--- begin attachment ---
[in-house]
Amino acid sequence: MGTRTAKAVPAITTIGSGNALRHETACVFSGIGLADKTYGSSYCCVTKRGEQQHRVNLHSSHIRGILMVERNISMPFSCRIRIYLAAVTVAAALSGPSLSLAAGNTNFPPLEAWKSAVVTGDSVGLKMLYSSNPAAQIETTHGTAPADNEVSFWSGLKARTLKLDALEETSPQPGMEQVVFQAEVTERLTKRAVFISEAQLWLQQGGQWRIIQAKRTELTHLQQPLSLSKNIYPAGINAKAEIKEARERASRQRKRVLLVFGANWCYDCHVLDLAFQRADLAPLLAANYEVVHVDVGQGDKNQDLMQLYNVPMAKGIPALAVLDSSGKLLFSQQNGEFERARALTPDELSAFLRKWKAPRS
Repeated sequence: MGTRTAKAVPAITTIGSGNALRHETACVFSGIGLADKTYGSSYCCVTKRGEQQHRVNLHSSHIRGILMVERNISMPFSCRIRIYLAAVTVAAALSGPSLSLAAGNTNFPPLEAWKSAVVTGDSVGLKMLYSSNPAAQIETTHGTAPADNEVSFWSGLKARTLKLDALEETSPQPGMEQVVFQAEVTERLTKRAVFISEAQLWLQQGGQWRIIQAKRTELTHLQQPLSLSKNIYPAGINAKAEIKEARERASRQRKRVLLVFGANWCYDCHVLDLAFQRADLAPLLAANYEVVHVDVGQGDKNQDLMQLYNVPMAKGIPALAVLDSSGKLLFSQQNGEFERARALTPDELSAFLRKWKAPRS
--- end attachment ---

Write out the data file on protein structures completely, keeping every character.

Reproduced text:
[in-house]
Amino acid sequence: MGTRTAKAVPAITTIGSGNALRHETACVFSGIGLADKTYGSSYCCVTKRGEQQHRVNLHSSHIRGILMVERNISMPFSCRIRIYLAAVTVAAALSGPSLSLAAGNTNFPPLEAWKSAVVTGDSVGLKMLYSSNPAAQIETTHGTAPADNEVSFWSGLKARTLKLDALEETSPQPGMEQVVFQAEVTERLTKRAVFISEAQLWLQQGGQWRIIQAKRTELTHLQQPLSLSKNIYPAGINAKAEIKEARERASRQRKRVLLVFGANWCYDCHVLDLAFQRADLAPLLAANYEVVHVDVGQGDKNQDLMQLYNVPMAKGIPALAVLDSSGKLLFSQQNGEFERARALTPDELSAFLRKWKAPRS
Repeated sequence: MGTRTAKAVPAITTIGSGNALRHETACVFSGIGLADKTYGSSYCCVTKRGEQQHRVNLHSSHIRGILMVERNISMPFSCRIRIYLAAVTVAAALSGPSLSLAAGNTNFPPLEAWKSAVVTGDSVGLKMLYSSNPAAQIETTHGTAPADNEVSFWSGLKARTLKLDALEETSPQPGMEQVVFQAEVTERLTKRAVFISEAQLWLQQGGQWRIIQAKRTELTHLQQPLSLSKNIYPAGINAKAEIKEARERASRQRKRVLLVFGANWCYDCHVLDLAFQRADLAPLLAANYEVVHVDVGQGDKNQDLMQLYNVPMAKGIPALAVLDSSGKLLFSQQNGEFERARALTPDELSAFLRKWKAPRS